Access Type

Open Access Dissertation

Date of Award

January 2014

Degree Type


Degree Name



Electrical and Computer Engineering

First Advisor

Hao Ying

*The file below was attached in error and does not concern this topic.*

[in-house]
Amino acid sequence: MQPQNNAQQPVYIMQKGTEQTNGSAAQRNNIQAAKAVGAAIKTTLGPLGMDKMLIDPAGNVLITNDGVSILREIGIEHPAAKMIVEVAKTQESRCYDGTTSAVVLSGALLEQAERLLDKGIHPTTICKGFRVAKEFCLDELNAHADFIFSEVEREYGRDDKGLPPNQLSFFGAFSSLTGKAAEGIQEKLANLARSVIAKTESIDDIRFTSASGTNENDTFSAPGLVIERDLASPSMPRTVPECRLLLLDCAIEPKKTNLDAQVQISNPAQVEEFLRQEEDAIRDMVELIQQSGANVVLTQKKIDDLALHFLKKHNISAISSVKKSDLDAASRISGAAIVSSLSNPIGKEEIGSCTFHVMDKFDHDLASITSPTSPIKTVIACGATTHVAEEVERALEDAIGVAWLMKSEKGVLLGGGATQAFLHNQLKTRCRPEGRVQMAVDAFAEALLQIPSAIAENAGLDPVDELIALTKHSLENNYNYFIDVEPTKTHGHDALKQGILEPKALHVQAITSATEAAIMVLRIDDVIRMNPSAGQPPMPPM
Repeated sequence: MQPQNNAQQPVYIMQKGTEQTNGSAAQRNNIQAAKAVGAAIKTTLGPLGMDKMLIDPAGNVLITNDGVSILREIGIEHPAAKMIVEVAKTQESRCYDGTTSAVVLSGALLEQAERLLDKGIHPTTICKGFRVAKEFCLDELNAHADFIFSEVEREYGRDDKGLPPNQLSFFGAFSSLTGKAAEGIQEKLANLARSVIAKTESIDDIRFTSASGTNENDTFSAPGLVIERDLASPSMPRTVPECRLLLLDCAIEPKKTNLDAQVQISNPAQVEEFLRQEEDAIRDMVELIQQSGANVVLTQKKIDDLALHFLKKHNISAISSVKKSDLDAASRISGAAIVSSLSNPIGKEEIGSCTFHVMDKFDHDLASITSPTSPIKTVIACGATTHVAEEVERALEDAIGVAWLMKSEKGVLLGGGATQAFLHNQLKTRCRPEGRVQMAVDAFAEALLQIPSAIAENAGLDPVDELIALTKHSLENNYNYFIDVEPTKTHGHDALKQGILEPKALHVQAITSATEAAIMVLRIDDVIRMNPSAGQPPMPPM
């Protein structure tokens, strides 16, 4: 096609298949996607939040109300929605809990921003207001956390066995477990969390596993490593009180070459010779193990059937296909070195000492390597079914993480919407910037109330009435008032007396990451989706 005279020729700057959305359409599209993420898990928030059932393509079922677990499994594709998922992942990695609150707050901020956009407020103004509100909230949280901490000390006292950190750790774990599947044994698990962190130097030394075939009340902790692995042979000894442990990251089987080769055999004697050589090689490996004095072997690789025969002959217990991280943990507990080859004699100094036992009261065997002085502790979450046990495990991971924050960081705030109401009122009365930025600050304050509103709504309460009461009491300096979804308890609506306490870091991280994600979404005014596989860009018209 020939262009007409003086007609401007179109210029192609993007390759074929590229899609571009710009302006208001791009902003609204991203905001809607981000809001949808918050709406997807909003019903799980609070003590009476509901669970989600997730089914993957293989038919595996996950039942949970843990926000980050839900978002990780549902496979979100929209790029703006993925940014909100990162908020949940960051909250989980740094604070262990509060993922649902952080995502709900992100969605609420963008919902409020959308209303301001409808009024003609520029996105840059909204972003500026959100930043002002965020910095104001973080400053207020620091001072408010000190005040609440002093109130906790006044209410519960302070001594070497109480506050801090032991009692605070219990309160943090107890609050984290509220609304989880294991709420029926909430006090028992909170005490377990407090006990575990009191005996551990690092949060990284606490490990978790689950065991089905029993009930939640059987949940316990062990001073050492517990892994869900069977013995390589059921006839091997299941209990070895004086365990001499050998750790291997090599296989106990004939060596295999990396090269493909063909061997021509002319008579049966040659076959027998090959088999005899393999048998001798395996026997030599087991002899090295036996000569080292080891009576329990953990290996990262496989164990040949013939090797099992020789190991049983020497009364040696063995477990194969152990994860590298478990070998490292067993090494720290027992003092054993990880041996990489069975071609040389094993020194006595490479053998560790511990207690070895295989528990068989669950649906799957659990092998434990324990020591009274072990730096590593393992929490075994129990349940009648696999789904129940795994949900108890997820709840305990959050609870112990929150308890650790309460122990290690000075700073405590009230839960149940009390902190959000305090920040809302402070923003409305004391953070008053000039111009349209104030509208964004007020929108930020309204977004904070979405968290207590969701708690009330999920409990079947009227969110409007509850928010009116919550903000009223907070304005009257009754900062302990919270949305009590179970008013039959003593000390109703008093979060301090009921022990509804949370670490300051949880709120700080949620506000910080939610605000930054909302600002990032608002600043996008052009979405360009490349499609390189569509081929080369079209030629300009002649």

Advanced driver assistance systems, such as unintentional lane departure warning systems, have recently drawn much attention and R & D efforts. Such a system will assist the driver by monitoring the driver or vehicle behaviors to predict/detect driving situations (e.g., lane departure) and alert the driver to take corrective action. In this dissertation, we explored utilizing the nonlinear binary support vector machine (SVM) technique and the time series of vehicle variables to predict unintentional lane departure, which is innovative as no machine learning technique has previously been attempted for this purpose in the literature. Furthermore, we developed a two-stage training scheme to improve SVM's prediction performance. Our SVMs were trained and tested using the experiment data generated by VIRTTEX, a hydraulically powered 6-degrees-of-freedom moving base driving simulator at Ford Motor Company. The data represented 16 drowsy drivers (about three-hour driving time per subject) and six control drivers (approximately 20 minutes driving per subject), all of which drove a simulated 2000 Volvo S80. More than 100 vehicle variables were sampled at 50 Hz. There were a total of 3,508 unintentional lane departure occurrences for the 16 drowsy drivers and 23 for four of the six control drivers (two had none). We optimized the performances of the SVMs by experimentally finding their best kernel functions and parameter values as well as the most appropriate vehicle variables as their input variables. Our experiment results involving the 22 drivers with a total of over 6.84 million prediction decisions demonstrate that: (1) the two-stage training scheme significantly outperformed the commonly used (one-stage) training scheme, (2) excellent SVM performances, as measured by numbers of false positives and false negatives, were achieved when the prediction horizon was set at 0.6 s or shorter, (3) lateral position and lateral velocity served as the best input variables among the nine variable sets that we explored, and (4) the radical basis function was the best kernel function (the other two kernel functions that we tested were the linear function and the second-order polynomial). We conclude that the two-stage-training SVM approach deserves further exploration because to the best of our knowledge, it has demonstrated the best unintentional lane departure prediction performance relative to the literature.